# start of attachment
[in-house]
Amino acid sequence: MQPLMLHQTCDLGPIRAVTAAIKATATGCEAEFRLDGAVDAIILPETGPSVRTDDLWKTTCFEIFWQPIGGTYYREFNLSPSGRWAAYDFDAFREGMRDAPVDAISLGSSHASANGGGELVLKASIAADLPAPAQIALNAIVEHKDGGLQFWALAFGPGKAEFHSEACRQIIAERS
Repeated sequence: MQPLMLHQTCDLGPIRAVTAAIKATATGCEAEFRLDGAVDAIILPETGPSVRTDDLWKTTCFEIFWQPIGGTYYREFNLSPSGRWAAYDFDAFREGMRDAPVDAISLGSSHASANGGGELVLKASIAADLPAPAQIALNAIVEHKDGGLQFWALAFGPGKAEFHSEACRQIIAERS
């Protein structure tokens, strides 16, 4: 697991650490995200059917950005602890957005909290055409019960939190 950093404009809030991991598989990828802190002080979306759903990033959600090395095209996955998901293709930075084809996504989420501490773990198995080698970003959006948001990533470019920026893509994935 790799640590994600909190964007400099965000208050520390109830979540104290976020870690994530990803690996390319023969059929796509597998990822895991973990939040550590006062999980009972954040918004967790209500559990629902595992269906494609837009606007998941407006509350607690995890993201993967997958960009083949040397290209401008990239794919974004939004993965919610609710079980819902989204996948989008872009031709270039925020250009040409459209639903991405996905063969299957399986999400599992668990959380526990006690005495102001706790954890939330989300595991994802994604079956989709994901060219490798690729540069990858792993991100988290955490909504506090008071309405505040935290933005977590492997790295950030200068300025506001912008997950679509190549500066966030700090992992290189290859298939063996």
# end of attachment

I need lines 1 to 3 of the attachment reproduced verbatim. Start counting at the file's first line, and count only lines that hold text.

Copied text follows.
[in-house]
Amino acid sequence: MQPLMLHQTCDLGPIRAVTAAIKATATGCEAEFRLDGAVDAIILPETGPSVRTDDLWKTTCFEIFWQPIGGTYYREFNLSPSGRWAAYDFDAFREGMRDAPVDAISLGSSHASANGGGELVLKASIAADLPAPAQIALNAIVEHKDGGLQFWALAFGPGKAEFHSEACRQIIAERS
Repeated sequence: MQPLMLHQTCDLGPIRAVTAAIKATATGCEAEFRLDGAVDAIILPETGPSVRTDDLWKTTCFEIFWQPIGGTYYREFNLSPSGRWAAYDFDAFREGMRDAPVDAISLGSSHASANGGGELVLKASIAADLPAPAQIALNAIVEHKDGGLQFWALAFGPGKAEFHSEACRQIIAERS